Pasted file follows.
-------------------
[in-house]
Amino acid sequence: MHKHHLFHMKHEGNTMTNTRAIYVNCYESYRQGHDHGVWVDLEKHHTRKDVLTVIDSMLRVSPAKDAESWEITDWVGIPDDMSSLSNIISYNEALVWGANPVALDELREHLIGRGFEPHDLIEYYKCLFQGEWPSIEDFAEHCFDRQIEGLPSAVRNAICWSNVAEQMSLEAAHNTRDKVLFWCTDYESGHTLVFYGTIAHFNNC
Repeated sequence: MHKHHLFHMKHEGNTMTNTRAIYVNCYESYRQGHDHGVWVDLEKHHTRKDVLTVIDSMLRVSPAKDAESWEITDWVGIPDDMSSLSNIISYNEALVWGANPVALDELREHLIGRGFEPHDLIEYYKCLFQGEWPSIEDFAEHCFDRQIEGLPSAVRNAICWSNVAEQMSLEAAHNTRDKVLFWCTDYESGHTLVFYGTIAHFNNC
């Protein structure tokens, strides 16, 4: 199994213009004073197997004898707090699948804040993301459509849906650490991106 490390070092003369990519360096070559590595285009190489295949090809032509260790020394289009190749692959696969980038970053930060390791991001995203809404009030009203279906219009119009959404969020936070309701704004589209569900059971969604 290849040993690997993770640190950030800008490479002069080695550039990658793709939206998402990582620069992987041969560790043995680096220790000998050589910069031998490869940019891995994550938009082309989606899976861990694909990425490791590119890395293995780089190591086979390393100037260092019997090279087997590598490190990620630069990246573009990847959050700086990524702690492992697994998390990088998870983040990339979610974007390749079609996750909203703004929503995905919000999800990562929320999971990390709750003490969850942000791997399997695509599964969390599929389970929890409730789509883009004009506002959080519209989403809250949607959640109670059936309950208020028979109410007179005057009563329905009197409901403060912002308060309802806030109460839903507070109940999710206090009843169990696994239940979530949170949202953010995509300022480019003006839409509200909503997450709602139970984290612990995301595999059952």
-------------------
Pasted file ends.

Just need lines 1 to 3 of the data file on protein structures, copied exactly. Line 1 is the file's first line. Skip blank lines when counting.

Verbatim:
[in-house]
Amino acid sequence: MHKHHLFHMKHEGNTMTNTRAIYVNCYESYRQGHDHGVWVDLEKHHTRKDVLTVIDSMLRVSPAKDAESWEITDWVGIPDDMSSLSNIISYNEALVWGANPVALDELREHLIGRGFEPHDLIEYYKCLFQGEWPSIEDFAEHCFDRQIEGLPSAVRNAICWSNVAEQMSLEAAHNTRDKVLFWCTDYESGHTLVFYGTIAHFNNC
Repeated sequence: MHKHHLFHMKHEGNTMTNTRAIYVNCYESYRQGHDHGVWVDLEKHHTRKDVLTVIDSMLRVSPAKDAESWEITDWVGIPDDMSSLSNIISYNEALVWGANPVALDELREHLIGRGFEPHDLIEYYKCLFQGEWPSIEDFAEHCFDRQIEGLPSAVRNAICWSNVAEQMSLEAAHNTRDKVLFWCTDYESGHTLVFYGTIAHFNNC